Commission sets out path to digitise European industry
Delivering on its Strategy to create a Digital Single Market, the Commission has unveiled its plans to help European industry, SMEs, researchers and public authorities make the most of new technologies:
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- helping coordinate national and regional initiatives on digitising industry by maintaining a continuous EU-wide dialogue with all actors involved. A governance framework will be set up with Member States and industry.
- focussing investments in EU's public-private partnerships and strongly encouraging the use of the opportunities offered by the EU Investment Plan and European Structural and Investment Funds.
- investing €500 million in a pan-EU network of digital innovation hubs (centres of excellence in technology) where businesses can obtain advice and test digital innovations.
- setting up large-scale pilot projects to strengthen internet of things, advanced manufacturing and technologies in smart cities and homes, connected cars or mobile health services.
- adopting future-proof legislation that will support the free flow of data and clarify ownership of data generated by sensors and smart devices. The Commission will also review rules on safety and liability of autonomous systems.
- presenting an EU skills agenda that will help give people the skills needed for jobs in the digital age.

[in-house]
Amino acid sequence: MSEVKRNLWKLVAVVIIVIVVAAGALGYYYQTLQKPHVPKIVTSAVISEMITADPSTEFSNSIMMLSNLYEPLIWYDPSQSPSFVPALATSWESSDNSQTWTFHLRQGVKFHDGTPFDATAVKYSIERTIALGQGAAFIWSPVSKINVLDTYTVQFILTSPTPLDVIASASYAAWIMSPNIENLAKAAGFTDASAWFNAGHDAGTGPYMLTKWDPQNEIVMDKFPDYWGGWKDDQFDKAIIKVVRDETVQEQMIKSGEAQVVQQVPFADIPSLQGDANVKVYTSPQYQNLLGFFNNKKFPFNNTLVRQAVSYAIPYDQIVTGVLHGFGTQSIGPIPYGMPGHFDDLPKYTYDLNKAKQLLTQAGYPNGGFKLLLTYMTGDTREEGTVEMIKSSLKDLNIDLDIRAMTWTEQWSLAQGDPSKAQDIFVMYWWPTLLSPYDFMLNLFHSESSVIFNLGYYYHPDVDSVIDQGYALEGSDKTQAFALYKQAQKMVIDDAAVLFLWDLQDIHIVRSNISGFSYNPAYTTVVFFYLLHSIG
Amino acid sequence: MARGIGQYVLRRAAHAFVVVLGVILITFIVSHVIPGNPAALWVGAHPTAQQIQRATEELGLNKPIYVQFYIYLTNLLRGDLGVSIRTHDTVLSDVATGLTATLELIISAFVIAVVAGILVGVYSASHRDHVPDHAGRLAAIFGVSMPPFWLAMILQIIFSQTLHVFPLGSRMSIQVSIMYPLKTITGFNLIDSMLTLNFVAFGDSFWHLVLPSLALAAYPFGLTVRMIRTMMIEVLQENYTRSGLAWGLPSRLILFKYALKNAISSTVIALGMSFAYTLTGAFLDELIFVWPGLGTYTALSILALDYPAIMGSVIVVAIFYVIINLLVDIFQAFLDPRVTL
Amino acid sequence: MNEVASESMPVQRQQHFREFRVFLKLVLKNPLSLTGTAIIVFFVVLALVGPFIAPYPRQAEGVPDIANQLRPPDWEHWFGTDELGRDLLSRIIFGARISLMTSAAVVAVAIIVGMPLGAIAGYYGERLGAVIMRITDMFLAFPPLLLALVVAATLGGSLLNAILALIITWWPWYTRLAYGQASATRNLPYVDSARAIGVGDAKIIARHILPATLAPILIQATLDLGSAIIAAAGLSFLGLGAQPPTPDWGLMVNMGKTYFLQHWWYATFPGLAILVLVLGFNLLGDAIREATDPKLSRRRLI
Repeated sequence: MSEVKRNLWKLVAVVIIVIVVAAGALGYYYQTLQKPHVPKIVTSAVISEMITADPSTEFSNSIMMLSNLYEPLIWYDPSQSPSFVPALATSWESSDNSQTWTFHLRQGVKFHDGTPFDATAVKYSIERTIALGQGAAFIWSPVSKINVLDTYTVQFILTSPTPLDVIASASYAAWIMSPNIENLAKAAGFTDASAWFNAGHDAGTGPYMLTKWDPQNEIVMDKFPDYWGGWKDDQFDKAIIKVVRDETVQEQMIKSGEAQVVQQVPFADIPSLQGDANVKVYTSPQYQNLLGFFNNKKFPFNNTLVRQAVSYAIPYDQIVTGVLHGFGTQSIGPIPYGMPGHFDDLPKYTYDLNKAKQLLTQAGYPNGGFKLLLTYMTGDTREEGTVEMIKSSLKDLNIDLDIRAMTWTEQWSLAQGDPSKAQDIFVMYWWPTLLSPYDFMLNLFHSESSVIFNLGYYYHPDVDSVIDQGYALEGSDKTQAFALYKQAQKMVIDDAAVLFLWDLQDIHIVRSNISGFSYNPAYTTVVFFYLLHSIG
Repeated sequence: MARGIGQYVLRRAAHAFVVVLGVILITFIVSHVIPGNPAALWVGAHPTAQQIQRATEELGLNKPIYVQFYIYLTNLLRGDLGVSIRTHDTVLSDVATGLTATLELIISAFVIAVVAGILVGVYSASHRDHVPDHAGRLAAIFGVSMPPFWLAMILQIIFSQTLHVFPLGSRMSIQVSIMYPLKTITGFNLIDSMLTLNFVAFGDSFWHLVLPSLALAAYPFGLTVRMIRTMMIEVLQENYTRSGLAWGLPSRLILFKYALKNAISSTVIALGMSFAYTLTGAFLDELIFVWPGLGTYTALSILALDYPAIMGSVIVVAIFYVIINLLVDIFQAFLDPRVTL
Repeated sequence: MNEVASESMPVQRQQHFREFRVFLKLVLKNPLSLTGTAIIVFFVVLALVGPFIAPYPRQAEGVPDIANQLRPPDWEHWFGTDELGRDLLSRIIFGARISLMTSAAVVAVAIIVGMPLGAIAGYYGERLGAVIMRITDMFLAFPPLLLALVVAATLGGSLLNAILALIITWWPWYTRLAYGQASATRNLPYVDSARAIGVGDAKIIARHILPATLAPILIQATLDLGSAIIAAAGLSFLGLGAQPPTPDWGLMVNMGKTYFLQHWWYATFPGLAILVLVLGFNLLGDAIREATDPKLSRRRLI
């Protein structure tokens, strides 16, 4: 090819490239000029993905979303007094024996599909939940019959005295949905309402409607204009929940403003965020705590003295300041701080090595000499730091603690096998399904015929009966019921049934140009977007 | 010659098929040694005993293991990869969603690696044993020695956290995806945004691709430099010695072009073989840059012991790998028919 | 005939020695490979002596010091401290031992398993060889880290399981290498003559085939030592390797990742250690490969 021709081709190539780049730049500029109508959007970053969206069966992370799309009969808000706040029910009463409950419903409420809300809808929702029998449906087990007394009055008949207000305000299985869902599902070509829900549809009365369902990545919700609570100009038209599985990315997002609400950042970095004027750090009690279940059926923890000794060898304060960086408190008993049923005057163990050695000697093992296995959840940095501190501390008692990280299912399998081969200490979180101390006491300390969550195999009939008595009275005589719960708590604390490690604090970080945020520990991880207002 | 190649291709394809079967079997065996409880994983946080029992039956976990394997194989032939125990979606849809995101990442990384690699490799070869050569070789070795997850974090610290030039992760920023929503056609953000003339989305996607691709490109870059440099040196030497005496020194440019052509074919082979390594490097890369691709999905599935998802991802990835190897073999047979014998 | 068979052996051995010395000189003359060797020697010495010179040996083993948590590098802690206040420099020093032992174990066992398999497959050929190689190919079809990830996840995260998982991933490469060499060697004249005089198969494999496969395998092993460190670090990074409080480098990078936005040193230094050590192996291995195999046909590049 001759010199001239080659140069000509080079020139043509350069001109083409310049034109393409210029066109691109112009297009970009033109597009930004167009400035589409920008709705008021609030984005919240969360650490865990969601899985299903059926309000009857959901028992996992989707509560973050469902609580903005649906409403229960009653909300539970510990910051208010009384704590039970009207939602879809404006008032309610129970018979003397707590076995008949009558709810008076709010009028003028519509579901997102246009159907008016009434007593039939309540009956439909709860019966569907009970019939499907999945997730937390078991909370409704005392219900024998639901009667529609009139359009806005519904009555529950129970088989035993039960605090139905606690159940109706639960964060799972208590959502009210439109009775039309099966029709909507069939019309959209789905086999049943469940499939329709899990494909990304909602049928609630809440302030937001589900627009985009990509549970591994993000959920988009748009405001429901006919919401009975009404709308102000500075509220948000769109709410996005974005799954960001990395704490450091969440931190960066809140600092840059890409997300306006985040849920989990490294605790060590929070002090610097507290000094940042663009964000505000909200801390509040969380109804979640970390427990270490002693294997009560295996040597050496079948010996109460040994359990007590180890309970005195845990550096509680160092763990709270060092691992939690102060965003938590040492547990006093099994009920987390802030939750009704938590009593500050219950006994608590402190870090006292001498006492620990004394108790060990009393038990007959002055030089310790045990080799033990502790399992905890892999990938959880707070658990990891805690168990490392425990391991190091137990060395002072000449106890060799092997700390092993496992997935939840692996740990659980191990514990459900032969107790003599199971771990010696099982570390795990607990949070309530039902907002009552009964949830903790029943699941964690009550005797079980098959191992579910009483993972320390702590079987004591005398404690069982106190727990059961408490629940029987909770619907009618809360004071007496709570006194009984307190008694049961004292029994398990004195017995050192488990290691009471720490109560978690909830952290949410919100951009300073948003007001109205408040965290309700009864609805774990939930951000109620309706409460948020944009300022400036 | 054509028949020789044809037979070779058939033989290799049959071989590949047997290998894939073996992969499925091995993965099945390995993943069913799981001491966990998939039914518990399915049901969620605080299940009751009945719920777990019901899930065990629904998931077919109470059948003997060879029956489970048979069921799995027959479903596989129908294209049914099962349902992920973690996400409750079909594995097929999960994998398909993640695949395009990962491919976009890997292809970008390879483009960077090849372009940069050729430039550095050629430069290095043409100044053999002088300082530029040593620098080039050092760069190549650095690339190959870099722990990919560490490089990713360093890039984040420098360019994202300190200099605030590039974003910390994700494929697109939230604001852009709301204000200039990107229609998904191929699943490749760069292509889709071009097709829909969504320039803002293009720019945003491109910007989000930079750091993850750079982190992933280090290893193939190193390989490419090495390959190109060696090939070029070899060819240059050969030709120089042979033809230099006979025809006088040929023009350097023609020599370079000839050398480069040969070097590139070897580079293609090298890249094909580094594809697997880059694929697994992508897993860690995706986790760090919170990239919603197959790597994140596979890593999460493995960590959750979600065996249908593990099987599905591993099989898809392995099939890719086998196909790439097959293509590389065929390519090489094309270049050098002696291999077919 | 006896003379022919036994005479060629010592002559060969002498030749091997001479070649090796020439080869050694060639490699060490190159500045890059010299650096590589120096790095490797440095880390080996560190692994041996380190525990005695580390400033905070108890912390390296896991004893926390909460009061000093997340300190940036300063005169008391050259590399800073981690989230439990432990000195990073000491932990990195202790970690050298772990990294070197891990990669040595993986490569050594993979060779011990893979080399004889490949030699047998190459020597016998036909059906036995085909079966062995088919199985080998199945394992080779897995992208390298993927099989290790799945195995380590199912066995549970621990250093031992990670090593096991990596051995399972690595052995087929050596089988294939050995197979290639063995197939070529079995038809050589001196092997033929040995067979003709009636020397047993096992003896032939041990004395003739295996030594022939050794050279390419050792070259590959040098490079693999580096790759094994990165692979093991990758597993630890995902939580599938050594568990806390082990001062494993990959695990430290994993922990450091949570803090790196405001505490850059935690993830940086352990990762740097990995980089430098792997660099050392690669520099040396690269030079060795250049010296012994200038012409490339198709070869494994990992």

- the Commission will progressively put in place, by 2020, a large scale European high performance computing, data and network infrastructure, including by acquiring two prototype next-generation supercomputers of which one would rank among the top three in the world, establishing a European big data centre, and upgrading the backbone network for research and innovation (GEANT).
- on e-government, the Commission adopted an action plan that includes, among others, a one-stop shop e-justice portal, a pilot project to apply the "once-only" principle for businesses across borders, providing help to EU Member States to develop cross-border e-health services such as e-prescriptions.
- the Commission will speed up the standard setting speed for 5G, cloud computing, internet of things, data technologies and cybersecurity.
- the Commission will launch, in 2018 a flagship project to explore quantum technologies, which promise to solve computational problems that are beyond the capacity of current supercomputers.